Zuckerberg should take responsibility for fake news on Facebook
December 1, 2016
When’s the last time you picked up a newspaper? If you’re reading this in print, you’re in the minority.
According to Pew Research Center, only 5 percent of Americans between the ages of 18 and 29 get their news from a print newspaper, while 38 percent of Americans reported online content to be their main news source.
Since such a large portion of the American public relies on social media to provide it with news coverage, it is quite alarming to hear that fake news sites are allowed to advertise on popular websites like Facebook and Google.
In the immediate aftermatch of the already controversial election, it was reported that numerous fake news outlets were prominently featured on both sites during the election, meaning that they could have swayed political opinions during a particularly volatile period.
And unlike false tabloid stories, this fake news isn’t as outlandish as one would assume. A BuzzFeed graph shows that the most popular fake news article announced that Pope Francis was endorsing Donald Trump, while others had clickbait titles centered around popular controversies such as the Hillary Clinton email server and her ties to the FBI.
These reports were completely made up, but they aren’t so outrageous as to be immediately considered fraudulent by the common Facebook or Google user, which is why Mark Zuckerberg’s lack of urgency surrounding this issue is problematic.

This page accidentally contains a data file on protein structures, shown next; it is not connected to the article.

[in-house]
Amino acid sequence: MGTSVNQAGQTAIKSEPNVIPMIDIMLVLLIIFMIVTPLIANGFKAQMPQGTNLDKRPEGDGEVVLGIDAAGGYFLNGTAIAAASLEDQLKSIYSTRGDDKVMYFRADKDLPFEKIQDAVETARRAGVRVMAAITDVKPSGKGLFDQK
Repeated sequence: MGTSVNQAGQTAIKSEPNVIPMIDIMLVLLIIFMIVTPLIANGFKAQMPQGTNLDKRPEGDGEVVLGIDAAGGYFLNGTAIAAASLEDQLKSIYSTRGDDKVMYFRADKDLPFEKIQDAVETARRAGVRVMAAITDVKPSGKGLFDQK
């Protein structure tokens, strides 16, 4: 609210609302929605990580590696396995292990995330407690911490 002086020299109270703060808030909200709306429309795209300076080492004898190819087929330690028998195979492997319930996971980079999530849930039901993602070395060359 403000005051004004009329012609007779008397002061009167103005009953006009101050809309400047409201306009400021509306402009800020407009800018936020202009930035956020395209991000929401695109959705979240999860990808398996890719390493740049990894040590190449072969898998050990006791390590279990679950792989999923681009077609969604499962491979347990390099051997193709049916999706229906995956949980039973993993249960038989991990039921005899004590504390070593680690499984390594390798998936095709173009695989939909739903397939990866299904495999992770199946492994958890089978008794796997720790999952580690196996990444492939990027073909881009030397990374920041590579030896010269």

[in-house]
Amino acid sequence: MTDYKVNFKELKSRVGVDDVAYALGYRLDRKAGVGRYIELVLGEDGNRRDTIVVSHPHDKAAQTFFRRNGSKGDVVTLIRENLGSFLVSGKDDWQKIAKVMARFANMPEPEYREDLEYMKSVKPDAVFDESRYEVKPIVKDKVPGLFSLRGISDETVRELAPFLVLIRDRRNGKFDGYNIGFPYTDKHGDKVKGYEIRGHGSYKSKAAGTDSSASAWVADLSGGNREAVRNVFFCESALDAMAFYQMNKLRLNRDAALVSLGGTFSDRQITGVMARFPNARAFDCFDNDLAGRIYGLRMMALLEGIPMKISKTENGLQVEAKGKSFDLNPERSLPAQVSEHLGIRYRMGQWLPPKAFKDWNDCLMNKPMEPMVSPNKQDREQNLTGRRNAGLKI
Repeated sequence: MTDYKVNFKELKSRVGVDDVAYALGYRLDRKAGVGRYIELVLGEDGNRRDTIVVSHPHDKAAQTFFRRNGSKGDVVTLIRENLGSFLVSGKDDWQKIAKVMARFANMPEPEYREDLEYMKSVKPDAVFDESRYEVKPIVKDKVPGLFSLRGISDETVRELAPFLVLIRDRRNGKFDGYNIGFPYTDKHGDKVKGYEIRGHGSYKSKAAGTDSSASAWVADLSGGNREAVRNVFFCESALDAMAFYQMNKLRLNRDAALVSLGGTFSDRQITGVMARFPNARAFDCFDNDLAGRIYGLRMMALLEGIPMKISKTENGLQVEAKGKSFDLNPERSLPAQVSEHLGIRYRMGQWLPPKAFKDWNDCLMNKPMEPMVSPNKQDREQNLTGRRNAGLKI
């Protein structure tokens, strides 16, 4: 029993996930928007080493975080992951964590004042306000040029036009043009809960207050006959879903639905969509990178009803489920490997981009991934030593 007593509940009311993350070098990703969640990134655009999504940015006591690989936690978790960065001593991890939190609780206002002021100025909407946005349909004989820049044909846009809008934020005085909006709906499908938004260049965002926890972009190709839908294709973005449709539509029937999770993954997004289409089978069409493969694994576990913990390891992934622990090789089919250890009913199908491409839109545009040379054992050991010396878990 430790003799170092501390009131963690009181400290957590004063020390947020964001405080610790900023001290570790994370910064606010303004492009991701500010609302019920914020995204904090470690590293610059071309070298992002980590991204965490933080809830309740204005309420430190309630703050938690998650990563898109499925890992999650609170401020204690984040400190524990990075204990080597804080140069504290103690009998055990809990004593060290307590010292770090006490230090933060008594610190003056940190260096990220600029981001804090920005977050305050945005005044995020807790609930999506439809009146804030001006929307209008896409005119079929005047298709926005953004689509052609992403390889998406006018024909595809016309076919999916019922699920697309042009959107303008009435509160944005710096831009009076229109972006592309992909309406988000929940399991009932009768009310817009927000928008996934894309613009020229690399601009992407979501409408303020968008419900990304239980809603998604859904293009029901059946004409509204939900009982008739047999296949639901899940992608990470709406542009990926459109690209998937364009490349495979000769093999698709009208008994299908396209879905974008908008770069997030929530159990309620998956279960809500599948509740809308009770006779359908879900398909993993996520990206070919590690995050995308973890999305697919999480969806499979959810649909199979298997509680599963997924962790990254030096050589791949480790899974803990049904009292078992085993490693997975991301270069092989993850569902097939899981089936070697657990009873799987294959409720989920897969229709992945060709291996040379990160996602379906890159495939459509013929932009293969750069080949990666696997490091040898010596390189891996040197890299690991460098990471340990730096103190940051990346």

While the CEO of Facebook is proud of his social network’s ability to allow people to voice their opinions throughout the election and connect candidates to their followers, he is hypocritical to claim that Facebook is a technology company rather than a media company.
When a networking outlet’s main utility is to allow people to share their thoughts and network with others, it becomes a media tool. And since the scope of Facebook’s usership is so vast, it becomes a source of major influence.
It’s clear Zuckerberg’s statement was made to protect the interest of his company and avoid conflict due to what its users post. However, it’s one thing for your crazy Aunt Sue to post viral fake news websites because she doesn’t know better, and another to allow the algorithms that control advertising on your website to mass circulate false information that seems like it has been published from a credible news source.
In a Nov. 12 statement made by Zuckerberg on Facebook, he claims that “more than 99 percent of what people see is authentic.” But when these fake news articles gain over 900,000 engagements each, this “minor” problem is sure to have an impact on public opinion.
According to Pew Research, 18 percent of American adults state that their main source of news is through social media. Zuckerberg said the idea that Facebook could affect the election is a “crazy idea,” but the statistics show otherwise.
Although Facebook is likely gaining a lot of revenue from these fake news sources, such as the one backed by Macedonian teenagers, it is Zuckerberg’s responsibility to tweak algorithms and ban fraudulent websites, something he has fortunately pledged to do since the outbreak of this information.
Hopefully, this becomes a problem of the past and not a persistent issue in elections to come.
Jamie is a freshman in Media.